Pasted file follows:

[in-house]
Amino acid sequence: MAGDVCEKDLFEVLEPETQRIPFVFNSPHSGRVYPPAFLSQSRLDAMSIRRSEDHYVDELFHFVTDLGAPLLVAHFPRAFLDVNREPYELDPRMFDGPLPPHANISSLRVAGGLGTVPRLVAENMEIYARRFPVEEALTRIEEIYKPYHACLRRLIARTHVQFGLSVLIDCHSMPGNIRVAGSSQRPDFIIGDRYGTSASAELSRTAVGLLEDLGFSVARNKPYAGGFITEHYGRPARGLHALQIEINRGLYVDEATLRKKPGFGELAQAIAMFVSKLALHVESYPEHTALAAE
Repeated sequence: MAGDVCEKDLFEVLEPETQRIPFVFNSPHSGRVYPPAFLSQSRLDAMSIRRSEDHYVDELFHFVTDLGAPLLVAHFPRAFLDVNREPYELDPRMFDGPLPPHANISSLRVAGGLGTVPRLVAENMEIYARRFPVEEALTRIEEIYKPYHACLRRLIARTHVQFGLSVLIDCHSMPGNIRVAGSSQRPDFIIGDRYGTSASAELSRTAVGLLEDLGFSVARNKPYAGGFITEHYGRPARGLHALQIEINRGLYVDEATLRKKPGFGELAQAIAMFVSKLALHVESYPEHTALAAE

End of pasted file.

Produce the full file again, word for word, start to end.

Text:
[in-house]
Amino acid sequence: MAGDVCEKDLFEVLEPETQRIPFVFNSPHSGRVYPPAFLSQSRLDAMSIRRSEDHYVDELFHFVTDLGAPLLVAHFPRAFLDVNREPYELDPRMFDGPLPPHANISSLRVAGGLGTVPRLVAENMEIYARRFPVEEALTRIEEIYKPYHACLRRLIARTHVQFGLSVLIDCHSMPGNIRVAGSSQRPDFIIGDRYGTSASAELSRTAVGLLEDLGFSVARNKPYAGGFITEHYGRPARGLHALQIEINRGLYVDEATLRKKPGFGELAQAIAMFVSKLALHVESYPEHTALAAE
Repeated sequence: MAGDVCEKDLFEVLEPETQRIPFVFNSPHSGRVYPPAFLSQSRLDAMSIRRSEDHYVDELFHFVTDLGAPLLVAHFPRAFLDVNREPYELDPRMFDGPLPPHANISSLRVAGGLGTVPRLVAENMEIYARRFPVEEALTRIEEIYKPYHACLRRLIARTHVQFGLSVLIDCHSMPGNIRVAGSSQRPDFIIGDRYGTSASAELSRTAVGLLEDLGFSVARNKPYAGGFITEHYGRPARGLHALQIEINRGLYVDEATLRKKPGFGELAQAIAMFVSKLALHVESYPEHTALAAE